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The Chuck Wielgus Blog: #CoachesAre Teachers

4/7/2014

Chuck Wielgus coaching buttonUSA Swimming has designated April as “CoachesAre Month” and we’re taking the month to share stories that highlight the important role that coaches play in the lives of young athletes.  

At their core, coaches are teachers. Whether their classroom is a pool, gym, or playing field, it is within these arenas that the coach as teacher provides important life lessons. It has been said that beyond parents, there is nobody who can have a greater influence in an a young person’s life than a coach.  

In the early 1980s the high school basketball team I was coaching had a solid group of good players.  We were winning our share of games, but I just felt we could do better. I dubbed this team with the nickname of “The Choir Boys” because of their overly nice temperament, and midway through the season I began to push them a lot harder than I normally would. We didn’t win the state championships that year, but we exceeded expectations. I had been hard on them, but I wondered if I had been too hard.

Many years later and just a few years ago, I began hearing from some of the boys – now grown men with families of their own – who were on that team. One was a school guidance counselor in Durham, N.C. Another was living in Japan with his wife and two children where he was teaching and had recently started to coach basketball.  

Both mentioned specific memories from that long ago season, things I didn’t remember, but things that were obviously important to them. One even apologized for being difficult to work with, when in fact he was perhaps our best player and one of the easiest kids to coach. It’s funny how time affects the way we perceive things.

Aside from my own dad, the man who perhaps has had the most influence in my life is Ed Hockenbury. That’s not likely a name that is known to most people reading this blog, but Hockenbury’s name is very well known in the basketball circles out East. Hockenbury was an All-City basketball player in Philadelphia and went on to play at Boston College, where he captained the 1966 team coached by Boston Celtic legend, Bob Cousy.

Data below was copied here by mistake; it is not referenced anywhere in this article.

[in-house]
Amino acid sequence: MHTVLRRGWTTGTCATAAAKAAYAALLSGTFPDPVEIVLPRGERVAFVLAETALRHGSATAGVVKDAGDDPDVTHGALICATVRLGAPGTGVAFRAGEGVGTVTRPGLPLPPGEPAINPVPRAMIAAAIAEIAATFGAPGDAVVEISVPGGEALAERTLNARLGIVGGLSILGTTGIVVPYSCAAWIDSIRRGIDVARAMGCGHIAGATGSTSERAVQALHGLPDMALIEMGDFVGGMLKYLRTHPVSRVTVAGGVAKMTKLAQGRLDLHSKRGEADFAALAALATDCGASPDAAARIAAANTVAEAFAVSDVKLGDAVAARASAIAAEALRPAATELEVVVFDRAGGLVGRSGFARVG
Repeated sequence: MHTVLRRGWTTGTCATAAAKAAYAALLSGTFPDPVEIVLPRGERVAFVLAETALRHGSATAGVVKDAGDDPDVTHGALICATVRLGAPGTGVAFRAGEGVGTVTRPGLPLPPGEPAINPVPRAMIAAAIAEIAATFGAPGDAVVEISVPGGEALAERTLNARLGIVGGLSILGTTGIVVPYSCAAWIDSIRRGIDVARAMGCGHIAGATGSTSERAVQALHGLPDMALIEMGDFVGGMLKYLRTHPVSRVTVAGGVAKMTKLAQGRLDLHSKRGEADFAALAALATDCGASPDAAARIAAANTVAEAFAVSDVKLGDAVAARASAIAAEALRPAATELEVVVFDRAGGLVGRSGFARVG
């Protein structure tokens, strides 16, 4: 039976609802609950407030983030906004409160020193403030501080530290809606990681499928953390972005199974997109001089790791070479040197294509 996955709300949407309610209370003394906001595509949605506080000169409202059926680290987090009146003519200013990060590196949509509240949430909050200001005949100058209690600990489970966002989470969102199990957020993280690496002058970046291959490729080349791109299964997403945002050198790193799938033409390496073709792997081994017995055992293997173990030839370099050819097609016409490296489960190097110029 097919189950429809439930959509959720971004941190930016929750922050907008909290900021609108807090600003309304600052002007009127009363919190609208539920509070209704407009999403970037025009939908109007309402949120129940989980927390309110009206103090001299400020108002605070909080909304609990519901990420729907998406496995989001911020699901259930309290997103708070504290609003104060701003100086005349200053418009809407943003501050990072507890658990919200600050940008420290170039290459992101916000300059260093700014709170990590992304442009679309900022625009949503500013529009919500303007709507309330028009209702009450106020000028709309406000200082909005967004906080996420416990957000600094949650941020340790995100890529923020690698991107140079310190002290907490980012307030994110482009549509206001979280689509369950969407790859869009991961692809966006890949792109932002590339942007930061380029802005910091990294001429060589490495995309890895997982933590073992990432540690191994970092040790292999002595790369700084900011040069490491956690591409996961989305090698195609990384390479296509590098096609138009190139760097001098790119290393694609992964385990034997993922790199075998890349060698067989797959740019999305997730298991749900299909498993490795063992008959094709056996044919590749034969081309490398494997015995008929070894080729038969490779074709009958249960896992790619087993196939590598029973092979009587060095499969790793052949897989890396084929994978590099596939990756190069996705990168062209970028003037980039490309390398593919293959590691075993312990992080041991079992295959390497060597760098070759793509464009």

After college Hockenbury got into coaching and served as an assistant at Georgetown, Army and Villanova. In 1976, he took the job as head basketball coach at Norwich University, a Division III private military school in Northfield, Vt.  

About that time, I had recently completed my Master’s Degree and was looking for a coaching position, and I had two offers. The first was to be the full-time assistant basketball coach at the U.S. Coast Guard Academy in New London, Conn. The second offer was to serve as a volunteer assistant at Norwich University. It wasn’t an easy decision, but after meeting with Hockenbury I signed on to be his assistant, knowing that it was a volunteer assignment.

I was only with Coach Hockenbury for one year, and it was a tough year with a lot more losses than wins. But working under “Hock” I learned just how important it was to be a coach, how big the responsibilities were, and how much of an impact a coach can have on an athlete.  

Ed Hockenbury saw the profession as an honorable calling. He loved every minute in the practice gym. Everything was about being thorough, being prepared, comporting yourself like a professional, and above all staying true to a set of values regardless of outcomes. He saw the coach as a teacher and a role model, and expected his assistants to embrace those roles as well.

Ed Hockenbury died of cancer in 1995. I still think of him often, and I know that any time I have the opportunity to meet or work with a coach in any sport, that I judge them against the principles that Ed Hockenbury lived by and taught to me. These principles of accountability, discipline, having a strong work ethic, teamwork, sportsmanship and fair play, respect for oneself and respect for others are the life lessons that a coach teaches to athletes and others. These are the stories we want to share during “CoachesAre Month.”

Chuck Wielgus can be contacted at cwielgus@usaswimming.org.  All of his blogs are archived at USASwimming.org: click on “News” and then click on “Org News & Blogs”


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